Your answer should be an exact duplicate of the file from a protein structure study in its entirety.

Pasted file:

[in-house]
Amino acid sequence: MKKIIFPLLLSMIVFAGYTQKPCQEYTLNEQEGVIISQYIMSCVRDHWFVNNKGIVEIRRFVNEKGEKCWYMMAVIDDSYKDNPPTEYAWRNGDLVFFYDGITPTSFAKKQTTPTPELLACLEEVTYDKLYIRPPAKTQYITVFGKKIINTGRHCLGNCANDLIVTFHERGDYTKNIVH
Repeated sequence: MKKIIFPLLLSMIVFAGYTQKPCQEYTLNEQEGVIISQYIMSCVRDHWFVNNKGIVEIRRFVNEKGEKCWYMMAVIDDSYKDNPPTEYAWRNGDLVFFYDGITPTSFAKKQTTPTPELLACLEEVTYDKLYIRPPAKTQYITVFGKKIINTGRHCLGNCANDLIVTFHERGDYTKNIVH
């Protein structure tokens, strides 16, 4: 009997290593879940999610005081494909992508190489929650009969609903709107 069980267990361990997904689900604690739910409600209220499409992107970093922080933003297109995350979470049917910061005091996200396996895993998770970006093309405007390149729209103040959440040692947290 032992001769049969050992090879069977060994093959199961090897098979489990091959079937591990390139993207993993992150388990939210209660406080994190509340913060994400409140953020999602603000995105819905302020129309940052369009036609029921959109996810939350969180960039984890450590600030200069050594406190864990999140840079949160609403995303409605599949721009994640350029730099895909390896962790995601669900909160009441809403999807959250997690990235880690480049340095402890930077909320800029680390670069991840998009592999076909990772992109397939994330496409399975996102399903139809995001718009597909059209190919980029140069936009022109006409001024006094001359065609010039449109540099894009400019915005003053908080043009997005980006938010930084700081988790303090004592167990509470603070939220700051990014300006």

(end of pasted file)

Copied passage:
[in-house]
Amino acid sequence: MKKIIFPLLLSMIVFAGYTQKPCQEYTLNEQEGVIISQYIMSCVRDHWFVNNKGIVEIRRFVNEKGEKCWYMMAVIDDSYKDNPPTEYAWRNGDLVFFYDGITPTSFAKKQTTPTPELLACLEEVTYDKLYIRPPAKTQYITVFGKKIINTGRHCLGNCANDLIVTFHERGDYTKNIVH
Repeated sequence: MKKIIFPLLLSMIVFAGYTQKPCQEYTLNEQEGVIISQYIMSCVRDHWFVNNKGIVEIRRFVNEKGEKCWYMMAVIDDSYKDNPPTEYAWRNGDLVFFYDGITPTSFAKKQTTPTPELLACLEEVTYDKLYIRPPAKTQYITVFGKKIINTGRHCLGNCANDLIVTFHERGDYTKNIVH
């Protein structure tokens, strides 16, 4: 009997290593879940999610005081494909992508190489929650009969609903709107 069980267990361990997904689900604690739910409600209220499409992107970093922080933003297109995350979470049917910061005091996200396996895993998770970006093309405007390149729209103040959440040692947290 032992001769049969050992090879069977060994093959199961090897098979489990091959079937591990390139993207993993992150388990939210209660406080994190509340913060994400409140953020999602603000995105819905302020129309940052369009036609029921959109996810939350969180960039984890450590600030200069050594406190864990999140840079949160609403995303409605599949721009994640350029730099895909390896962790995601669900909160009441809403999807959250997690990235880690480049340095402890930077909320800029680390670069991840998009592999076909990772992109397939994330496409399975996102399903139809995001718009597909059209190919980029140069936009022109006409001024006094001359065609010039449109540099894009400019915005003053908080043009997005980006938010930084700081988790303090004592167990509470603070939220700051990014300006």